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Just wondering if there is any other way to listen to my own voice and my guitar through the headphones other than a mixer and a microphones. I live in a small apartment and want to practise quietly. I own a electric guitar and a fender mustang mini amp(one input). Currently, I practise plugging my guitar into the amp and listening it through the headphones. Now I want to practise singing and looking for simple and cheaper method to listen to both guitar and my voice while I practise. I have no intention to record, just want to practise. I already know a mixer and a microphone can do the task, but they are expensive and complicated for me as I am a beginner.

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If you want to hear your voice through the headphones, it's going to be difficult to avoid using a microphone!

You might be surprised at how cheaply you can buy a small mixer with inputs for guitar and mic. Look at the Berhinger stuff. Maybe no need to use the Fender amp at all - mixers generally have a headphone output.

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My initial thought was practicing with only one headphone in so as to hear both the guitar and the vocals, but I haven't actually tried it to see if it works. On the other hand,

Practicing unplugged

Do you absolutely need to have the headphones? I was thinking you might actually want to try practicing unplugged (maybe on an acoustic, depending on who you are as a musician) with no headphones at all; that will be a lot quieter, and you'll easily be able to practice singing.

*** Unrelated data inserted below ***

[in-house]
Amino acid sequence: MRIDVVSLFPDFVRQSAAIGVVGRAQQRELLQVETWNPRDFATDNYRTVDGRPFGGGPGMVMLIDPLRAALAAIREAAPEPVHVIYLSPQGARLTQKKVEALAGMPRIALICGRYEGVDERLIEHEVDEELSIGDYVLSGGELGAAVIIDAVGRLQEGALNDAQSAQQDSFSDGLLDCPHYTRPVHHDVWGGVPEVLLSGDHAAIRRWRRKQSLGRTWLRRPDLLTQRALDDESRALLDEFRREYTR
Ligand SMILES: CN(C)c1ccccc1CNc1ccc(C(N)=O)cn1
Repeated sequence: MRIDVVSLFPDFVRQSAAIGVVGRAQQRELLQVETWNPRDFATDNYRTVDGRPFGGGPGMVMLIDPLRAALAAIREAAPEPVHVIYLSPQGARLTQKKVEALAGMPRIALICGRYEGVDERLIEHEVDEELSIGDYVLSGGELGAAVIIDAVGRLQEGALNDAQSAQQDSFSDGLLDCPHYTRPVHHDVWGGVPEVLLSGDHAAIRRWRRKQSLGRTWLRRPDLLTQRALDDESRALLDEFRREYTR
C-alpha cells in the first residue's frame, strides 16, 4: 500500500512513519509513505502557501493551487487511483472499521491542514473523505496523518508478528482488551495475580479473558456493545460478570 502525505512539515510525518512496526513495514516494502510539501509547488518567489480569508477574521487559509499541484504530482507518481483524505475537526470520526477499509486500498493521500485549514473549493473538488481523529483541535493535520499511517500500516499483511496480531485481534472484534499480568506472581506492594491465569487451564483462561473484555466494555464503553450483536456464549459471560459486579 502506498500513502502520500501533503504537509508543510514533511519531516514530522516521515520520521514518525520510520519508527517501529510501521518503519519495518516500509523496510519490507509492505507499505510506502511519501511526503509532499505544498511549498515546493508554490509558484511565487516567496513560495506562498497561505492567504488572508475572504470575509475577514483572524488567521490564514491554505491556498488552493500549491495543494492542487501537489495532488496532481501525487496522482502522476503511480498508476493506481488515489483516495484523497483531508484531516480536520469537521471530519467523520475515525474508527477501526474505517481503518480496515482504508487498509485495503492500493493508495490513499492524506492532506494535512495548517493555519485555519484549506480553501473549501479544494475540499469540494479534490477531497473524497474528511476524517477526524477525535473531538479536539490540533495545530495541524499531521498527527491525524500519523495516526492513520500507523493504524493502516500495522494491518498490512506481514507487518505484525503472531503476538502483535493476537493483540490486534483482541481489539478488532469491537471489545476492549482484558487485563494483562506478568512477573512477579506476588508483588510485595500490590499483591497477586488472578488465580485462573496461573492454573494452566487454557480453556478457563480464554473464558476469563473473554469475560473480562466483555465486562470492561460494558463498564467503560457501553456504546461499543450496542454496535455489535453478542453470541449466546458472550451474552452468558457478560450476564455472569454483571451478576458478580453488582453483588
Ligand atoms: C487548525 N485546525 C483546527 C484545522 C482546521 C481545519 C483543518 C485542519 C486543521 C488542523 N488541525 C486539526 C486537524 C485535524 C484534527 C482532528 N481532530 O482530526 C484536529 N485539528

Now, I don't know of any way to get the singing to be quieter in practice besides just not singing too loudly, but for the guitar playing, practicing either unplugged or acoustic will produce the same sound output as playing electric with headphones (from a neighbor's point of view, I mean) while allowing you to more easily hear your own singing voice. It also can do wonders for your guitar technique (this is contested, though; see below), since you really get to listen to your own sound without hiding anything behind distortion or the like. Be careful, though, as playing with an amp is its own skill that also needs practice; it is important to practice with an amp if you want to perform with an amp (gain can really accentuate technical flaws like poor muting technique, for example). Personally, I like practicing both ways.


Some resources:

Honestly, this could be another question entirely, and lots of people have their own varying opinions on this subject. But hey, if you like taking the opinions of strangers on the internet - and you do, because you're listening to me -, here's some debate on the merits and potential issues of practicing electric guitar unplugged:

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If you have an iPhone or iPad you can use garage band as a microphone and have your EarPods underneath the over ear headphones plugged into the amp.

This is an odd solution that might seem dumb but if I had no way of acquiring any other equipment this is what I would have done.

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